I have also been riding a few times at home to start with in the Arena. My first rides were on a mare named Leigh Creek who belongs to Sandy and Bill Harbison. She is a Clydie cross mare by a Brumby stallion – bred at Leigh Creek in South Australia hence her name – she has been great. Bill has used her a number of times on the Cattle Drive, she has often been ridden by poor riders so she was an obvious choice for me.
I have now ridden a horse at home called Litchfield Actress. She is a mare of ours, bred by Lyn and Gordon Litchfield of Wilpoorina Station near Marree, by our Arab stallion KPK Blue out of a Thoroughbred mare of the Litchfields. She has been great!
I have now ridden to my neighbours the Mitchells and back home – 4km. This has been with Kristie on Castlebar Topaz to keep me company and to make sure everything is OK. It is going well, my left leg doesn’t do much; at least it is sitting OK most of the time.
Epworth Hospital also organized for me to go skiing one weekend. As those of you who know me will be aware, I used to ski. Since I took up endurance riding this has not been very frequent. In fact the last few times I had been skiing was at the indoor ski slope in Dubai.
The Epworth skiing weekend was held at Falls Creek, Chris drove me to the nearby Howmans Gap, where we stayed. I actually found skiing easier than walking. The DWS (Disabled Winter Sports) team was amazing. All its members are volunteers. I have put my name on the list for this coming winter, so I hope to go up a few times this year.
Only a couple of weeks ago I had a personal best (to date), walking 70m independently. I am still very slow, with definite hesitation of putting weight / balance on the left leg but there is improvement. All the time at home I independently walk in the house. My therapists are letting me do more all the time at ‘Tarkarri’, the SWBIRS residence where I stay.
Epworth also have me seeing a Bobath physiotherapist – Kim Jennings. She is great ! I am not exactly sure how she does it but Chris says by the end of my session with her I am straight.
I definitely have good days and not so good days with my balance. The main thing is that overall my walking / balance is improving.
We had Christmas at Mansfield at the Belle house. Sue and Ed were in Melbourne, Sam and Jesse in Sydney and Pierre in Switzerland, the rest of us in Mansfield.
As usual the presents were a highlight, followed by the most excellent food.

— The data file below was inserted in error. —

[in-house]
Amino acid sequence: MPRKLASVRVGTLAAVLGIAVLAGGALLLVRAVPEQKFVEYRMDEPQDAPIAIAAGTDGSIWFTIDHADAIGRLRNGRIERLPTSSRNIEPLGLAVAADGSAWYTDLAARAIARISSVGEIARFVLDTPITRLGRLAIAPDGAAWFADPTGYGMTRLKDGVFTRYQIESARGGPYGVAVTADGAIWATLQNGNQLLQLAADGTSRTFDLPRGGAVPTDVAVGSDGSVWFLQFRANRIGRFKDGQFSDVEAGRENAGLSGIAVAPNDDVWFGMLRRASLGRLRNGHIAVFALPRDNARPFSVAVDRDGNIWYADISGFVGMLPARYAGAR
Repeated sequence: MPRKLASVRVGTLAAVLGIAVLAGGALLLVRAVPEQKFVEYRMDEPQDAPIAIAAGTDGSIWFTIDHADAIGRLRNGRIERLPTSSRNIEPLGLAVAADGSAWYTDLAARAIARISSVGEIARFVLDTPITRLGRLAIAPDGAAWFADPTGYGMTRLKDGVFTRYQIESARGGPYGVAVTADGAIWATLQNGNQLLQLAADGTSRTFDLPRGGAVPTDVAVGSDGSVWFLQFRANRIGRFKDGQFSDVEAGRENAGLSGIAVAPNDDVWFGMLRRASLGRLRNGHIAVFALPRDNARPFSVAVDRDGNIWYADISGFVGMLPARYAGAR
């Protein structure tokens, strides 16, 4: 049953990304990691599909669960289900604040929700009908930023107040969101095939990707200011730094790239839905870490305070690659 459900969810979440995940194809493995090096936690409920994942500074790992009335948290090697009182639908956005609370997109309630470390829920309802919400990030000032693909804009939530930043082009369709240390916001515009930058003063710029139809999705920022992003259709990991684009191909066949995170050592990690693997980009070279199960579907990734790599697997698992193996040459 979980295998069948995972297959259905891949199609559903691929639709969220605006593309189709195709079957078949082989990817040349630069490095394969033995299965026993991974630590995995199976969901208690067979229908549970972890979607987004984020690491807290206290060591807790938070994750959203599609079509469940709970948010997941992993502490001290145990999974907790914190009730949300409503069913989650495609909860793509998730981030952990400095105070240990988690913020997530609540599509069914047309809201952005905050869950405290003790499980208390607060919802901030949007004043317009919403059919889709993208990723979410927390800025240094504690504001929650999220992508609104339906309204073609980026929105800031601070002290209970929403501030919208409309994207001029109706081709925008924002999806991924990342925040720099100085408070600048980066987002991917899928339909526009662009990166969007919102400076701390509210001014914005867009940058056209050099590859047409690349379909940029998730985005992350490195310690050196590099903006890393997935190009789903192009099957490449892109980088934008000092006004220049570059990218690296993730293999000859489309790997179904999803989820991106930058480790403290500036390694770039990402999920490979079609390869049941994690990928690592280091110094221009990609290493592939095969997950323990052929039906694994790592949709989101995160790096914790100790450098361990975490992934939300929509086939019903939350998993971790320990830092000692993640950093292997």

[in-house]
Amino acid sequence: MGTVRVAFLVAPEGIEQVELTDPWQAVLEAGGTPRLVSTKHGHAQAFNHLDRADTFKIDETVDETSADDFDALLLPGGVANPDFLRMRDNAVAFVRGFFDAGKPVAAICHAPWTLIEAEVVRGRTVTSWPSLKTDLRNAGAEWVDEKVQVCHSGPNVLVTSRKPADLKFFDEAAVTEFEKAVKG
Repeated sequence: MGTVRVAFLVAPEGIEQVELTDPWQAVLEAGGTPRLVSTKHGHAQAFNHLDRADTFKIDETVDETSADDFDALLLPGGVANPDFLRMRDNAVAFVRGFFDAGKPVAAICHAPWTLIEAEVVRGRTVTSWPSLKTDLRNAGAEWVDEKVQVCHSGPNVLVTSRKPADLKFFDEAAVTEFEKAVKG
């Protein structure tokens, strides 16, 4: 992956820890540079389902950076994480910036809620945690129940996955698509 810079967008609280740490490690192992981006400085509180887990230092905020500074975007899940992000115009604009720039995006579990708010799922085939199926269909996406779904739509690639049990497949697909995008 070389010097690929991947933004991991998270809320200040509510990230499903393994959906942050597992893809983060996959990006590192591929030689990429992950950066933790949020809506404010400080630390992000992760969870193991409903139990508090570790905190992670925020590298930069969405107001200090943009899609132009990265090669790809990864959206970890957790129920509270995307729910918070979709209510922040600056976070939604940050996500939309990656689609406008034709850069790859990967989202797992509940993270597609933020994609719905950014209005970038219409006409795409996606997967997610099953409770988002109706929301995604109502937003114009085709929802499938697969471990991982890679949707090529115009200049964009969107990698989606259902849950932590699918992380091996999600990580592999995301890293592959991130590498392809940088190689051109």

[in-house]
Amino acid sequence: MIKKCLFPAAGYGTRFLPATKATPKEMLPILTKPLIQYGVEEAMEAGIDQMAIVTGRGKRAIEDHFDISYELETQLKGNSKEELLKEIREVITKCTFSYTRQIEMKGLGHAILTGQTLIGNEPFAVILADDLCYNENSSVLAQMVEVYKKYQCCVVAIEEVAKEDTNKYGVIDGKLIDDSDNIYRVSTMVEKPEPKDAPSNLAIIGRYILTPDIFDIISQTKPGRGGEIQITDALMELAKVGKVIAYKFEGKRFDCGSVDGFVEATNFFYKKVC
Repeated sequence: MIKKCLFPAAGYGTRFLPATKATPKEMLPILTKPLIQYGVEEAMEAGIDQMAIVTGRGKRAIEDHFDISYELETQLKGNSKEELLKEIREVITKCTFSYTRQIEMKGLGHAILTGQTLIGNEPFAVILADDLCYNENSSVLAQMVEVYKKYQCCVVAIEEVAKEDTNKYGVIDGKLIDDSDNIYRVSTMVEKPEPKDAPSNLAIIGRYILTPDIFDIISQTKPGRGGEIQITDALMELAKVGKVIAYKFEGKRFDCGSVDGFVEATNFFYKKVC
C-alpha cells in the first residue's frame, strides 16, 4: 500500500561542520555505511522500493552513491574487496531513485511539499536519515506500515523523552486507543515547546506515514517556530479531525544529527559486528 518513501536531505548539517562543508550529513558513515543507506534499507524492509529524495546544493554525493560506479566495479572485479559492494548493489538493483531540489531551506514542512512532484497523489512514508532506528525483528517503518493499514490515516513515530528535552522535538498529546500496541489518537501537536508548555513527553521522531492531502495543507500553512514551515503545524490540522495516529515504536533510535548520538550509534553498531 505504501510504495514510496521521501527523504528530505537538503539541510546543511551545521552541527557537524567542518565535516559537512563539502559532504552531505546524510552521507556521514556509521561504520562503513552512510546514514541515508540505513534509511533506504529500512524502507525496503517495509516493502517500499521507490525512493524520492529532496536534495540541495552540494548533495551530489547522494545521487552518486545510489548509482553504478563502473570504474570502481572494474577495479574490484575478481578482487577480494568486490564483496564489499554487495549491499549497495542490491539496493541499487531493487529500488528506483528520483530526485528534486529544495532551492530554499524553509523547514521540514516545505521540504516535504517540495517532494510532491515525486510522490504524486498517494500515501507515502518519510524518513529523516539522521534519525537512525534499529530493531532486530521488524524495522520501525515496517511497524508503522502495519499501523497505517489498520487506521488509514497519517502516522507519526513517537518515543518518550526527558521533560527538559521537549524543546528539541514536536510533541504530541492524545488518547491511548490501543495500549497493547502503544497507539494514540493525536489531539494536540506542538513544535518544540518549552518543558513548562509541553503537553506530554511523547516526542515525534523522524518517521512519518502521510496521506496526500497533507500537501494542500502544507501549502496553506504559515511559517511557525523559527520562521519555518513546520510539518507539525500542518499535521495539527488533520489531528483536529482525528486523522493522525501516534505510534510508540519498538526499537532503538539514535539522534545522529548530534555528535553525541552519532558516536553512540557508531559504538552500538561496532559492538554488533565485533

One of my presents arrived on the trailer from home. Chris had told me it was things for Gills garden from Bearnice. I had no reason not to believe him but it was a trike for me! Later on Christmas day we went down to the bike trail from Mansfield visitors centre and I tried it for the first time. Great fun!! I have now ridden it at home from Mitchells to the Murray Valley Highway – 3km.
The Belle family gave me a wire horse sculpture, I love it ! Gill did say that if I didn’t like it she’d keep it - no such luck. It was made by a school colleague of Indi’s amazing talent for one so young.
We then had a wonderful Christmas lunch which included Gravalax, sliced fillet of beef and lots of other dishes. As you would expect only the best put on for us by Gill. She usually organizes the Produce Store in Mansfield with Dean, so we were well looked after.
New Years Eve saw us back in Mansfield again. Sue and Ed were also there on their way back to Sydney. Gill and Dean had a small group of friends gathered for the night.
A family Wade tradition at midnight is Snap Dragons – flaming muscatels which are in a baking tray soaked in Brandy and then lit. You have to pick them up and put them in your mouth while they’re still flaming ! Sounds crazy but it’s great fun.
Another year has passed and another just begun.
I am very glad I am still here and able to do my letter. What I do realise more and more is that this ABI will be with me forever. I try to focus on the positive things and there are definitely lots of those. It will end up opening avenues I never dreamt of. You just have to deal with the cards you’ve been dealt with in life.
“How many open their eyes but never dare to see? How many see but never dare to strive?”
HANDS ACROSS THE SEAS